Just weeks before Faraday Future was set to exhaust its cash supply, the company has secured a major new investment. Jia Yueting, a company co-founder and its main financial backer, told employees in a meeting last week that he has lined up a new round of funding, and that he is taking over as CEO of the beleaguered electric car company, multiple former employees tell The Verge. News of the meeting and potential investment was first reported by multiple Chinese outlets on Monday.
The details of the investment are still murky. It has been reported that Jia lined up at least $1 billion in exchange for shares of the company, though it’s unclear how many, or who’s buying. One former employee who is still close to Faraday Future tells The Verge that it could be in the 20 to 25 percent range, which would value the company at around $4 billion. Another speculates that the investment is coming from a group of companies, with Thai government-owned energy firm PTT — which already has EV contracts with six major auto manufacturers — floated as being involved.
Whatever the total investment, Faraday Future has already started to reach out to vendors to pay owed debts, which currently total over $100 million, according to multiple former employees with knowledge of the situation. In an email, a representative for Faraday Future said the company “cannot comment on these reports.”
While Jia is moving forward as the company’s CEO, he was already deeply in control of the company’s day-to-day operations, as The Verge recently reported in an in-depth investigation. This became especially true after Jia took up permanent residence in the US earlier this summer. Multiple former Faraday Future employees believe that he has remained stateside not only to run the company, but as a way to avoid paying numerous debts in China, as well as the turmoil at LeEco, the Chinese tech conglomerate he founded.
This summer, nearly $200 million of his personal assets were frozen by a court in his home country, and just last week Jia was placed on a nationwide “debtor blacklist” in China after defaulting on a $72 million debt that he owes to a Chinese securities group. Meanwhile, vendors have been camping out in LeEco’s lobbies waiting to be paid.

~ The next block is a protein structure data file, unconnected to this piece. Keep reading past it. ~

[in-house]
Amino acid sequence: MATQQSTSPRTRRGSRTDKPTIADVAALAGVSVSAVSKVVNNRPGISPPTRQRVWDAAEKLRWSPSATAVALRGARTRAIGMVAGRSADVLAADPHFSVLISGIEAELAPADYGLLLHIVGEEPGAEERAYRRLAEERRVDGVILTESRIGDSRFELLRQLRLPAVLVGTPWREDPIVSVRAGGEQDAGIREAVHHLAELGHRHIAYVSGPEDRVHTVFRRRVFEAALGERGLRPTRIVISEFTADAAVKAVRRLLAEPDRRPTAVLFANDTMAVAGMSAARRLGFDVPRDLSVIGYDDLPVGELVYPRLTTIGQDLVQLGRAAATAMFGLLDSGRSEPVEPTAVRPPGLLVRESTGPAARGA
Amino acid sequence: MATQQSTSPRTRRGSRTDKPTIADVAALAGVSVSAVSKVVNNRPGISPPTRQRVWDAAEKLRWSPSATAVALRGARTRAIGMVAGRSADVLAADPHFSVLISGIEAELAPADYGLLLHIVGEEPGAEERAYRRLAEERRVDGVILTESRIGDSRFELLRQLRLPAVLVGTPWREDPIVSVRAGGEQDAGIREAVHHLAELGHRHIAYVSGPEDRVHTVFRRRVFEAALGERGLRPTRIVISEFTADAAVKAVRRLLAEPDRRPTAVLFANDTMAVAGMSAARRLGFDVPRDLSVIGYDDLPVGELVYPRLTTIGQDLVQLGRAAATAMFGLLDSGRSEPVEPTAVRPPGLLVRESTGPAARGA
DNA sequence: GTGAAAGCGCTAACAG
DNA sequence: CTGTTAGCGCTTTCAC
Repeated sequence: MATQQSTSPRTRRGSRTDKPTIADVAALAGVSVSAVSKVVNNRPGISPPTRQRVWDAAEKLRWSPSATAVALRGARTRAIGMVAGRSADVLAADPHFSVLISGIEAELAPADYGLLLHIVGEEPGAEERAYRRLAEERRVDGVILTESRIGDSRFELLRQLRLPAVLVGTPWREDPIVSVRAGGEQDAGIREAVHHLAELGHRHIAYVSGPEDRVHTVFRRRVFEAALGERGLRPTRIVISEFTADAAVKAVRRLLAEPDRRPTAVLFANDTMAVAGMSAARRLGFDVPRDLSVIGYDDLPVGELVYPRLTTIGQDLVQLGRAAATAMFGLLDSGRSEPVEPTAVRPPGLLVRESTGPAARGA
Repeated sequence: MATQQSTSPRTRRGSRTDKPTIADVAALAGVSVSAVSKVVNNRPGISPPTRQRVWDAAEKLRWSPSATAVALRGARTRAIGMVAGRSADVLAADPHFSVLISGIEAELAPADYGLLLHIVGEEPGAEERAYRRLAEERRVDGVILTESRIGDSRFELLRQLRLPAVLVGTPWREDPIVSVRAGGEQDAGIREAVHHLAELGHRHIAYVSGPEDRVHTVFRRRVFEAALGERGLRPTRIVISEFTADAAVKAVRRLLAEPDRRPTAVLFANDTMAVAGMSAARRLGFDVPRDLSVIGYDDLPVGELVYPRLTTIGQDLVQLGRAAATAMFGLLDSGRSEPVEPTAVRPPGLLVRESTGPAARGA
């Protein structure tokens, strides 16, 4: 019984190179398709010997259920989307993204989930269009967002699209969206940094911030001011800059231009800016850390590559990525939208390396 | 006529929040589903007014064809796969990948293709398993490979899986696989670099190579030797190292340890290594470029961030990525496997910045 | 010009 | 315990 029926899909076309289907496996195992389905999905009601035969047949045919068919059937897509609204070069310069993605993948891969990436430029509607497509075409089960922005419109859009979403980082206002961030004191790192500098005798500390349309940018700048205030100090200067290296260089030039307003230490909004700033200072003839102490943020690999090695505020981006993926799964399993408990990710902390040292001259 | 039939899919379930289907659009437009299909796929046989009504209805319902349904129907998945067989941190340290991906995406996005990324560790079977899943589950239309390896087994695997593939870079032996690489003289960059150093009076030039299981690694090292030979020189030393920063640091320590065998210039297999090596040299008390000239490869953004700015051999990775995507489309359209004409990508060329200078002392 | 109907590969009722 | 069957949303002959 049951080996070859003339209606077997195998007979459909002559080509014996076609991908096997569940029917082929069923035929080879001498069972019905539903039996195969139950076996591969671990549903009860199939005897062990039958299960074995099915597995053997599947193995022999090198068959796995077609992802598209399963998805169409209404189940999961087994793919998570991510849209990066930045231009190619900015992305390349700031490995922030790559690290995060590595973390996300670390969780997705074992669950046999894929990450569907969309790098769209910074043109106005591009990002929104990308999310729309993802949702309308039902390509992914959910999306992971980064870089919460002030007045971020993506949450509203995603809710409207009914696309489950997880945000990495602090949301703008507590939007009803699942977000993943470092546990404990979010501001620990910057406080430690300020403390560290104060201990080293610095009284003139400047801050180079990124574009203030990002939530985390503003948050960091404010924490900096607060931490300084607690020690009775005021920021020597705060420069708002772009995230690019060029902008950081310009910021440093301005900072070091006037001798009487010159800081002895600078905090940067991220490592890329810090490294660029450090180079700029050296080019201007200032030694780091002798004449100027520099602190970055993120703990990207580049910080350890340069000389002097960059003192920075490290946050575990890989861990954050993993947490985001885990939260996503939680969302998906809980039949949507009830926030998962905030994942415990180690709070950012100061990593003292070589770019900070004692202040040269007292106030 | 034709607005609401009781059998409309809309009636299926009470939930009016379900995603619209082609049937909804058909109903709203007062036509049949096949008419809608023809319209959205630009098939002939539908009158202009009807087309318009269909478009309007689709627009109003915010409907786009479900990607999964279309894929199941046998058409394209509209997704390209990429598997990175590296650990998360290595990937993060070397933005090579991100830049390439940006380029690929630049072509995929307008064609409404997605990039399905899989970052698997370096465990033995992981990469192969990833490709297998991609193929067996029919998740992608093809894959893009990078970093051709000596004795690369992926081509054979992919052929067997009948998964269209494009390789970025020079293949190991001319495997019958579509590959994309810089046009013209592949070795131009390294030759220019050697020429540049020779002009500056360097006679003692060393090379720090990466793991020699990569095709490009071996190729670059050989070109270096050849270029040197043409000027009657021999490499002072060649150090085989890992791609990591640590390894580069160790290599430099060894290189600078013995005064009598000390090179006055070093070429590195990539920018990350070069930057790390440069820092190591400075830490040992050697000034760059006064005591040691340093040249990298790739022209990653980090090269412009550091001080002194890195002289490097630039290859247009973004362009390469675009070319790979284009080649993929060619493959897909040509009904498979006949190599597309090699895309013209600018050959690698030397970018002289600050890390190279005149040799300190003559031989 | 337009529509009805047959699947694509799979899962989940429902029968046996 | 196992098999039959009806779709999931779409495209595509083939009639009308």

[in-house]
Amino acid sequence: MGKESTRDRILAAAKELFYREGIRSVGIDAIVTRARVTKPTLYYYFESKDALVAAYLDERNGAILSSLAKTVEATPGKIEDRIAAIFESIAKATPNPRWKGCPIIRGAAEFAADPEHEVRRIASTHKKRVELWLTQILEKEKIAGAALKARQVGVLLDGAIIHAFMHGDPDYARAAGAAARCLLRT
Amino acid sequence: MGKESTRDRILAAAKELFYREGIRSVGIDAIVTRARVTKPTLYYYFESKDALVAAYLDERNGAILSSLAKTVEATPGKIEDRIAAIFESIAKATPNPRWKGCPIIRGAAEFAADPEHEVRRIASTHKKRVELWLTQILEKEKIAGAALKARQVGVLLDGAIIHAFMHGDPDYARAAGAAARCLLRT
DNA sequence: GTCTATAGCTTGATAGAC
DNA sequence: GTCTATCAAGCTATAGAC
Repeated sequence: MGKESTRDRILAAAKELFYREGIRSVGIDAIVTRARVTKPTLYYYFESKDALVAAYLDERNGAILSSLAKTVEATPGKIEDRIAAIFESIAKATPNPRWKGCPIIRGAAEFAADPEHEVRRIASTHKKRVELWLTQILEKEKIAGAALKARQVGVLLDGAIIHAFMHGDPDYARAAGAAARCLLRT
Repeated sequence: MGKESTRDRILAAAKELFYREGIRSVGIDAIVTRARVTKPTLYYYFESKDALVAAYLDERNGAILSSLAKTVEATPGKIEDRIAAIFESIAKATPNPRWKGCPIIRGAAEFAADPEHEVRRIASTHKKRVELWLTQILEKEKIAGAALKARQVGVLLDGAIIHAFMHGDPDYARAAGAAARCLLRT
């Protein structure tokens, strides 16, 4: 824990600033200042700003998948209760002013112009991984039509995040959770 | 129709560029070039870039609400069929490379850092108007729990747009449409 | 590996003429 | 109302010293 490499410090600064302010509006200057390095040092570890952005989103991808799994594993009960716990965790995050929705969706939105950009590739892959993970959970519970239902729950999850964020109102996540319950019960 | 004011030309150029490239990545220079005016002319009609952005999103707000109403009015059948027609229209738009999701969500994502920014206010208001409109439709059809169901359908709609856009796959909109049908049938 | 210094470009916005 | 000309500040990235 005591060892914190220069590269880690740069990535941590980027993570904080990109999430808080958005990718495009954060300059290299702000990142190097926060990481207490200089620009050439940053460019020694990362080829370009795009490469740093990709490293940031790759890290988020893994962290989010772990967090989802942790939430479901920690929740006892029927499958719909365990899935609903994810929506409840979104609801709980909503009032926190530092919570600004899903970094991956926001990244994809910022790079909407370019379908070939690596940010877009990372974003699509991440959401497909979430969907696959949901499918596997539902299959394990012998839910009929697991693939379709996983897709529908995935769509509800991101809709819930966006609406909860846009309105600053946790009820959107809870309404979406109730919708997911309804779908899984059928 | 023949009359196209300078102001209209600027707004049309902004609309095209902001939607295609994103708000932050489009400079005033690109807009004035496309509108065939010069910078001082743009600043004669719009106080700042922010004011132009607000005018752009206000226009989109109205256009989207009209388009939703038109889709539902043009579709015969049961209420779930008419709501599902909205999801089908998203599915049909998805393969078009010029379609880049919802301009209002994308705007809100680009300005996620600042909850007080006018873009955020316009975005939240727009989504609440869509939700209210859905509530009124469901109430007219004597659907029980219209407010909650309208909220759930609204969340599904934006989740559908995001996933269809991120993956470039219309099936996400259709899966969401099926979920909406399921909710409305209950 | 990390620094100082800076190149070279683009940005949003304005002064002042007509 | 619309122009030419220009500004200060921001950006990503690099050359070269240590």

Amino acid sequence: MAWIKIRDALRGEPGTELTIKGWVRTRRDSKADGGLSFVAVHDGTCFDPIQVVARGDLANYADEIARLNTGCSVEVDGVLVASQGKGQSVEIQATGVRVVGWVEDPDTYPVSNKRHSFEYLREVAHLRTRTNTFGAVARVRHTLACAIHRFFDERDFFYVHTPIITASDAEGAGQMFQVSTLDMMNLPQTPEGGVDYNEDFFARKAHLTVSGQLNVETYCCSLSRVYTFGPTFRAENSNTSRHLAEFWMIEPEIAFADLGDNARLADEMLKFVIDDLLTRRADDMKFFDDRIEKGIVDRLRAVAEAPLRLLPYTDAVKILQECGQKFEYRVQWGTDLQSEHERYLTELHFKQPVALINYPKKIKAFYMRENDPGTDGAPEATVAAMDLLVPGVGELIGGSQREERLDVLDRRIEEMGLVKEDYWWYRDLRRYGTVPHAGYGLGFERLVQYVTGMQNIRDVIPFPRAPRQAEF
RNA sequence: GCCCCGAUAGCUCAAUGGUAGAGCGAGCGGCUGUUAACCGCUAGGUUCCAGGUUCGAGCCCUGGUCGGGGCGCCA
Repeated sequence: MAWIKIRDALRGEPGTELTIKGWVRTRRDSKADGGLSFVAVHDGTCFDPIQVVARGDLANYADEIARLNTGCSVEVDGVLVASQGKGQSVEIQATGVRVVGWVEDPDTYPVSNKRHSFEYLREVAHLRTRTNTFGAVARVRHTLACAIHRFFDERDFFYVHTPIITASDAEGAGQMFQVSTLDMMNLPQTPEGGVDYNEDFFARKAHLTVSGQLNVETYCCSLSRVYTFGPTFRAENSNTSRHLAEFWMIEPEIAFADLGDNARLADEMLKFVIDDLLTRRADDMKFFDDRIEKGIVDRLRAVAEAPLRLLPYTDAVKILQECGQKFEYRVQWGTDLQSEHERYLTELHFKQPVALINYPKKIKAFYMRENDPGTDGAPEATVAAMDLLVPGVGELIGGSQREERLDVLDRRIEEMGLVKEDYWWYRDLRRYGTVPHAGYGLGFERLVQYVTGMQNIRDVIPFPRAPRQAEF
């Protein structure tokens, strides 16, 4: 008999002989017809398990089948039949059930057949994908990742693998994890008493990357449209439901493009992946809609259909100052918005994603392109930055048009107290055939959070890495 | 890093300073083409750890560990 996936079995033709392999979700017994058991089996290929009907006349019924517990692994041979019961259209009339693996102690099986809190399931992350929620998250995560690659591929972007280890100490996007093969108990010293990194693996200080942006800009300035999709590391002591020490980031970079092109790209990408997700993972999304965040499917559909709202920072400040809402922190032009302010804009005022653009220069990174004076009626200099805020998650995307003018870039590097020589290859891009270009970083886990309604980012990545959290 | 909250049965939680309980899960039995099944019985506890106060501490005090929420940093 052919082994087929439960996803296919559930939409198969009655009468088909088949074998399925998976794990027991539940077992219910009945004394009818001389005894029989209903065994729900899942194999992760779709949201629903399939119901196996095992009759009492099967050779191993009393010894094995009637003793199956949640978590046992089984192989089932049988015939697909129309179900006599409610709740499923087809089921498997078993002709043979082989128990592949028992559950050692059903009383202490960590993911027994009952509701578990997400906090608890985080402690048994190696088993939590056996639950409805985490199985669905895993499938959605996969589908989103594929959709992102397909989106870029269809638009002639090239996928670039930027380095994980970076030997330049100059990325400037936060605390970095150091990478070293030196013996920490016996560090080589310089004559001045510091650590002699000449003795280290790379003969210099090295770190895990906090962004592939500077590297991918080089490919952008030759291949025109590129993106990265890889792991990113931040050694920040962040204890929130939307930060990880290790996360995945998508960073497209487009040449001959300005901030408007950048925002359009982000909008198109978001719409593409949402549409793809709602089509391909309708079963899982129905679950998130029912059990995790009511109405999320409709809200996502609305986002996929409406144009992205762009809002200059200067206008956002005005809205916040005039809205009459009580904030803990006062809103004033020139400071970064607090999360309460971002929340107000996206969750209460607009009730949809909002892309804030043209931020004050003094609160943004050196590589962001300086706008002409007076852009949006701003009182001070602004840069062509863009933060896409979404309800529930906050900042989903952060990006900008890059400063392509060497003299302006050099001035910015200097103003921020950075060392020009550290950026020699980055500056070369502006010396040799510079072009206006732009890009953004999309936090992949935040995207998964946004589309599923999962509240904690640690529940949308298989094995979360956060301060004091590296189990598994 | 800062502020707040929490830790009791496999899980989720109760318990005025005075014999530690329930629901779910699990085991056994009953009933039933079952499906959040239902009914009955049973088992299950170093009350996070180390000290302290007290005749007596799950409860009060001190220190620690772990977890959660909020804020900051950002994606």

In addition to the funding news, Electrek is reporting that recently departed executives CFO Stefan Krause and CTO Ulrich Kranz are starting up their own electric car company called Evelozcity, which The Verge has confirmed. Krause and Kranz have already hired some of the top talent that recently left Faraday Future: lead designer Richard Kim, head of vehicle engineering Sohel Merchant, and vehicle line executive (and former Ford exec) Bill Strickland. The Verge has confirmed all three hires.
The duo of Krause and Kranz spent years working together at BMW, and came to Faraday Future earlier this year in an attempt to set the company on the right track. They resigned together in October after Jia stood in the way of efforts to fund the company or declare Chapter 11 bankruptcy, since both plans could endanger his position as the majority stakeholder of Faraday Future, multiple former employees recently told The Verge.
One month after they resigned, Faraday Future excoriated Krause and Kranz in a press release posted to the company’s website. The company claimed the two executives were fired, and that Krause had done illegal things in his time at Faraday Future, but offered no proof or explanation for either claim.
Faraday Future’s recent employee exodus has seeded other competitors with fresh talent, too. Another group has split off to start a new company called Indi EV, according to a new report from Jalopnik. According to a list of departed employees viewed by The Verge, Indi EV hired at least 10 people who have left Faraday Future since October. And according to that same list, at least a dozen people who left the company between September and November followed Tom Wessner, a founding executive at Faraday Future who left the company this fall, to EV startup Byton.